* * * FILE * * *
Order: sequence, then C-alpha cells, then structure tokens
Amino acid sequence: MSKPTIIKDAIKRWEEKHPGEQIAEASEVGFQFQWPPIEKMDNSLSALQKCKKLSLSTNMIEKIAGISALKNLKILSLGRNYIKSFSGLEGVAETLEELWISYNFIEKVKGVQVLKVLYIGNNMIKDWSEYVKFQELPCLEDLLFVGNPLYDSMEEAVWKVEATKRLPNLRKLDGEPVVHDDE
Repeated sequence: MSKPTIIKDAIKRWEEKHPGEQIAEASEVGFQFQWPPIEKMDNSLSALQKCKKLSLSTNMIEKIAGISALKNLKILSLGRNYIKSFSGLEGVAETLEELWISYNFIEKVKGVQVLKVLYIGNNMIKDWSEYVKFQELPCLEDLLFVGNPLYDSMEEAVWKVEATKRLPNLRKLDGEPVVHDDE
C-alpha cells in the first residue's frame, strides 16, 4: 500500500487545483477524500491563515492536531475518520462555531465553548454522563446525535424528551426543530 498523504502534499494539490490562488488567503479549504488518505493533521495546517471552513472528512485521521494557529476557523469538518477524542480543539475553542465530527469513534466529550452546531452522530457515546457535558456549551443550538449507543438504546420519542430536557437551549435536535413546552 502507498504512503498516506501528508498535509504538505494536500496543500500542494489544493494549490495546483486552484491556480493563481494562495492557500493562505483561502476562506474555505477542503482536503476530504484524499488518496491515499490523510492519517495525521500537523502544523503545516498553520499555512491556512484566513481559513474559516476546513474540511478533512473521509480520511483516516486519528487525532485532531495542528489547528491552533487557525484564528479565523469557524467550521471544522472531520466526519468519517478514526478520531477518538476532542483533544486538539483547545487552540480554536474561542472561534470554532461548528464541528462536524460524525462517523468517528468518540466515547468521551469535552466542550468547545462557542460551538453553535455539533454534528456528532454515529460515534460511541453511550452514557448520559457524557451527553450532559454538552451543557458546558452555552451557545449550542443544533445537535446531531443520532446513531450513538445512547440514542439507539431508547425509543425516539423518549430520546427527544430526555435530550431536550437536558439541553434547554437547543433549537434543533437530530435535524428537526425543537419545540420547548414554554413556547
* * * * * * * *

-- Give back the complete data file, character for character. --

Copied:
Order: sequence, then C-alpha cells, then structure tokens
Amino acid sequence: MSKPTIIKDAIKRWEEKHPGEQIAEASEVGFQFQWPPIEKMDNSLSALQKCKKLSLSTNMIEKIAGISALKNLKILSLGRNYIKSFSGLEGVAETLEELWISYNFIEKVKGVQVLKVLYIGNNMIKDWSEYVKFQELPCLEDLLFVGNPLYDSMEEAVWKVEATKRLPNLRKLDGEPVVHDDE
Repeated sequence: MSKPTIIKDAIKRWEEKHPGEQIAEASEVGFQFQWPPIEKMDNSLSALQKCKKLSLSTNMIEKIAGISALKNLKILSLGRNYIKSFSGLEGVAETLEELWISYNFIEKVKGVQVLKVLYIGNNMIKDWSEYVKFQELPCLEDLLFVGNPLYDSMEEAVWKVEATKRLPNLRKLDGEPVVHDDE
C-alpha cells in the first residue's frame, strides 16, 4: 500500500487545483477524500491563515492536531475518520462555531465553548454522563446525535424528551426543530 498523504502534499494539490490562488488567503479549504488518505493533521495546517471552513472528512485521521494557529476557523469538518477524542480543539475553542465530527469513534466529550452546531452522530457515546457535558456549551443550538449507543438504546420519542430536557437551549435536535413546552 502507498504512503498516506501528508498535509504538505494536500496543500500542494489544493494549490495546483486552484491556480493563481494562495492557500493562505483561502476562506474555505477542503482536503476530504484524499488518496491515499490523510492519517495525521500537523502544523503545516498553520499555512491556512484566513481559513474559516476546513474540511478533512473521509480520511483516516486519528487525532485532531495542528489547528491552533487557525484564528479565523469557524467550521471544522472531520466526519468519517478514526478520531477518538476532542483533544486538539483547545487552540480554536474561542472561534470554532461548528464541528462536524460524525462517523468517528468518540466515547468521551469535552466542550468547545462557542460551538453553535455539533454534528456528532454515529460515534460511541453511550452514557448520559457524557451527553450532559454538552451543557458546558452555552451557545449550542443544533445537535446531531443520532446513531450513538445512547440514542439507539431508547425509543425516539423518549430520546427527544430526555435530550431536550437536558439541553434547554437547543433549537434543533437530530435535524428537526425543537419545540420547548414554554413556547